Review Summary: Distinguishing themselves from the shadow of Fall Out Boy and the like, The Academy Is… have emerged as a band with ambition and the songwriting skill to match.
I finally “get” the awesome Rachel Stevens single ‘Sweet Dreams My LA Ex.’ She’s in love with the airport!
Clever, but perhaps not.
‘LAX To O’Hare,’ the showcase track from The Academy Is…’s heavily-anticipated second album Santi
, leaves no such room for ambiguity, kicking off with the bumbling line, “it was a plane ride!” from Los Angeles’ central airport to Chicago’s better half. The song’s reverb-laden clipped guitar chords and primal beat are somewhat of a departure for the band, being as they are more reminiscent of producer Butch Walker’s recent glam rock throwback album The Rise and Fall of Butch Walker and the Let's-Go-Out-Tonites
than anything from their own catalogue. Walker’s influence is particularly heavy-to-bear on Santi
, not least because his former sidekick, Aussie guitarist Michael Guy Chislett, has defected and become the fifth member of The Academy Is... Between them, with Chislett becoming a full songwriting member, they impress the virtues of pre-god complex U2 and the smartest glam rock upon their collaborators.
It’s been two years since The Academy Is… emerged from the same Chicago pop-punk scene that produced Fall Out Boy with their debut indie piece Almost Here
, anticipating Wentz and Stumpy’s breakout album From Under The Cork Tree
by a number of months. Frontman Will Beckett shares Wentz’s wit and flair and can dance around his higher register in a manner not dissimilar to Patrick Stump, but otherwise the similarities between the bands are more fleeting than substantial. Each housed by the highly incestuous Fueled By Ramen label, The Academy Is… stood by while their more radio-adapted cousins achieved international stardom; with their first record since upgrading to Atlantic Records The Academy Is… seem to have redressed the balance, whether by design or by circumstance, with a set of eleven stadium-sized pop anthems primed for radio rotation.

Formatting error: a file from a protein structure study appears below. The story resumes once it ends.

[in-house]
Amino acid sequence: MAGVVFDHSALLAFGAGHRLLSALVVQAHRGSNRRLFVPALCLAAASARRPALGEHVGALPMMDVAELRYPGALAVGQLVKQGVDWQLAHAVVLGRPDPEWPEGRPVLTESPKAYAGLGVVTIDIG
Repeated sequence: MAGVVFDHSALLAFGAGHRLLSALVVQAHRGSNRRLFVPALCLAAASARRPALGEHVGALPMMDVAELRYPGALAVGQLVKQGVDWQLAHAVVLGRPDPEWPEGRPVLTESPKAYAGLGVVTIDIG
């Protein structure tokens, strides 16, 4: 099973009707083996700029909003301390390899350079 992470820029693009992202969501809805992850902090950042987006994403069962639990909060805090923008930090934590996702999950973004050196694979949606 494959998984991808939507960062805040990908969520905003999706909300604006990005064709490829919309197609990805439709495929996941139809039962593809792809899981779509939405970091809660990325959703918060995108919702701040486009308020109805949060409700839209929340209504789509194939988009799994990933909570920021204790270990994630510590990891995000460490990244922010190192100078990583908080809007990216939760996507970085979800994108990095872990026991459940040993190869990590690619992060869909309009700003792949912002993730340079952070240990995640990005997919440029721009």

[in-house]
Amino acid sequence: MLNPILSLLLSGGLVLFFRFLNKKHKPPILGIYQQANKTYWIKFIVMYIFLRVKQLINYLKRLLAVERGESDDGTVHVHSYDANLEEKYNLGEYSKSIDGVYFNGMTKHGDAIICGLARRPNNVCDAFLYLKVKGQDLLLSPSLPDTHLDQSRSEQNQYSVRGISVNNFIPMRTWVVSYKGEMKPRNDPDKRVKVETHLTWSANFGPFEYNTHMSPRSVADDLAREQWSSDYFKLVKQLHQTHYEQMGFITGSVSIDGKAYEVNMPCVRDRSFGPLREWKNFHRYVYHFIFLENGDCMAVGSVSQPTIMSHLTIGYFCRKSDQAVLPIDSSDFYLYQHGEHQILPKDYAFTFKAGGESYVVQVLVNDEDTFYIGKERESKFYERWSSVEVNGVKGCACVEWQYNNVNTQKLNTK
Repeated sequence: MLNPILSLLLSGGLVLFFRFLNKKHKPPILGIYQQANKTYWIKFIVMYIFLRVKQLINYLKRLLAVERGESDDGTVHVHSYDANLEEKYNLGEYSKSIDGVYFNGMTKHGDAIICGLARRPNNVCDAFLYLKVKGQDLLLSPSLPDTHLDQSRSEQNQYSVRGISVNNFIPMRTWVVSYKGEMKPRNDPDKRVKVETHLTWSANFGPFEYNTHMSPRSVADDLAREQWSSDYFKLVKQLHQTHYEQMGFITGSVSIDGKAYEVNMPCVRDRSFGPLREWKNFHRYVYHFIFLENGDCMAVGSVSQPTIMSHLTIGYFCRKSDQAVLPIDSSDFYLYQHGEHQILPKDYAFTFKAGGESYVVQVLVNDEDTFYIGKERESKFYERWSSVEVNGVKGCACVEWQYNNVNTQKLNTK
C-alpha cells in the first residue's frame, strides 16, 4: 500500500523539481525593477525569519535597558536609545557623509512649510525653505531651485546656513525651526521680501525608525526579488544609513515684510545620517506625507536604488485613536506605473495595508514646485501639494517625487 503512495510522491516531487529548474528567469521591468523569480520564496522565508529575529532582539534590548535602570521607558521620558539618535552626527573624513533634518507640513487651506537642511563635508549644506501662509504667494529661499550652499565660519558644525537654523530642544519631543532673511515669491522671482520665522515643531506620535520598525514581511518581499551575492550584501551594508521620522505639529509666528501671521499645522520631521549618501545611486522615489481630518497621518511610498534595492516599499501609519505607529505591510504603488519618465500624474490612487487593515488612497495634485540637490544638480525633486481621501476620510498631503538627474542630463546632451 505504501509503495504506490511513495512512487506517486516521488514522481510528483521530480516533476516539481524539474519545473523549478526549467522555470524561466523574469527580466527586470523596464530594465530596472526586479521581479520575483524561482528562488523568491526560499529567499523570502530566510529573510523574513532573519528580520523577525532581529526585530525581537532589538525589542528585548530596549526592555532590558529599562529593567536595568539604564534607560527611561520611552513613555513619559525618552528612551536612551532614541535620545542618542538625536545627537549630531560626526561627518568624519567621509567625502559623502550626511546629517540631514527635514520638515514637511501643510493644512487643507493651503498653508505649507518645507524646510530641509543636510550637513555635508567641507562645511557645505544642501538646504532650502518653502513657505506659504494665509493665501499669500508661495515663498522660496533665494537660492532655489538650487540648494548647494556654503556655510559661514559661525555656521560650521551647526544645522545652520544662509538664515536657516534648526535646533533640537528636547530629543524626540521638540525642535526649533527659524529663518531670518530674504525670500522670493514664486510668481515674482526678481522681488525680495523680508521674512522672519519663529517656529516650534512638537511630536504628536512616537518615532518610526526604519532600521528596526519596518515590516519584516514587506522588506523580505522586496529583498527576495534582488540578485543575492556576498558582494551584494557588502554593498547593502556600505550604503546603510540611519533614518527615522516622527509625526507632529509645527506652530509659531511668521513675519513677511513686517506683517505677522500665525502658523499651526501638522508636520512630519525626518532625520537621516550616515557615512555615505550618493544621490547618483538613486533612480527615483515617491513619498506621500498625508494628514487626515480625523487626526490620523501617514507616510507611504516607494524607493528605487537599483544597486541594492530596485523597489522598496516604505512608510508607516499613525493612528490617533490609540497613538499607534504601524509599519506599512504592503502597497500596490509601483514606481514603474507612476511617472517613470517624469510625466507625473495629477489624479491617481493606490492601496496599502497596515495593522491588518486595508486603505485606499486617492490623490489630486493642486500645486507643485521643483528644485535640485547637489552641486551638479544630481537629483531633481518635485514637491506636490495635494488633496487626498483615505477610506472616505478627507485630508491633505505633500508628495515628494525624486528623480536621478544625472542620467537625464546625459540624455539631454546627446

From the get-go, Santi
aims for huge. Subtlety is sacrificed for bombast, and the influence of The Killers’ ‘When You Were Young’ can be heard in the opening bars of ‘Same Blood,’ while ‘80s U2 come to bear on ‘Seed’ via Edge-like delay-soaked blues chords and with Bono’s patented cooing during ‘You Might Have Noticed.’ Walker, for his part, has imparted some of the glam rock bug to the band; ‘Bulls In Brooklyn’ kicks off with a bassy drum part lifted from Gary Glitter’s famous goal celebration ‘Rock N’ Roll (Part Two),’ and the “heys” and “woahs” reinforce the association; Butch Walker lends an ascending-descending la-la-la chant to ‘Same Blood,’ reminiscent of his own ‘Ladies And Gentlemen… The Let’s Go Out Tonites,” and loans Beckett his strained vocal inflections on the dance-punk number ‘You Might Have Noticed.’ Even the more punk-based numbers from ‘Neighbors’ benefit from post punk junkie Chislett’s more textured approach, while ‘Chop Chop’ (once pencilled as the album’s title) brims with angular, eastern-tinged guitars.
Lyrically the album is disappointing, at least in comparison with Almost Here
, as the words were only written in the days leading up to recording, but this also gives the vocals an improvised feel, despite the inanity of some of the subject matter. Ironically, lead single ‘We’ve Got A Big Mess On Our Hands’ and the aforementioned ‘LAX To O’Hare’ are the exceptions which prove the rule as both are examples of interesting writing and
the loose delivery that's a constant feature of the album's tracks. ‘LAX To O’Hare’ recounts a “series of unfortunate events”
that apparently land the singer in an improvised situation (oh no!), highlighting a momonetary fatigue with the fame game. ‘Big Mess’ is obviously geared for the stage, referencing Duran Duran with funky chorus catcalls and reflexive melody, while Beckett tells of having “that lefty curse, where everything that I do is flipped and awkwardly reversed.”
That the same lyric that would be considered relatively unremarkable on Almost Here
is one of the highlights of Santi
says a lot, however, and the pedestrian lyricism is certainly one of the album’s major flaws and is compounded by the distinct lack of a central theme, or on some tracks a discernable theme at all, throughout the album.
Taken as a whole, though, Santi
is a major step forward from Almost Here
. Distinguishing themselves from the shadow of Fall Out Boy, My Chemical Romance and the like without sacrificing too many of the essential elements of their debut album, The Academy Is… have emerged as a band with ambition and the songwriting skill to match. Infectious melodies abound even if the lyrics are some way short of what we’d expect, and when a band demonstrates both the capability to craft strong melodies and insightful lyrics, it’s only a matter of time before they’re combined into some sort of “song sandwich.” And there’s no surer thing: some day soon, the members of The Academy Is… will all be making sandwiches for a living.
That may not have come out right...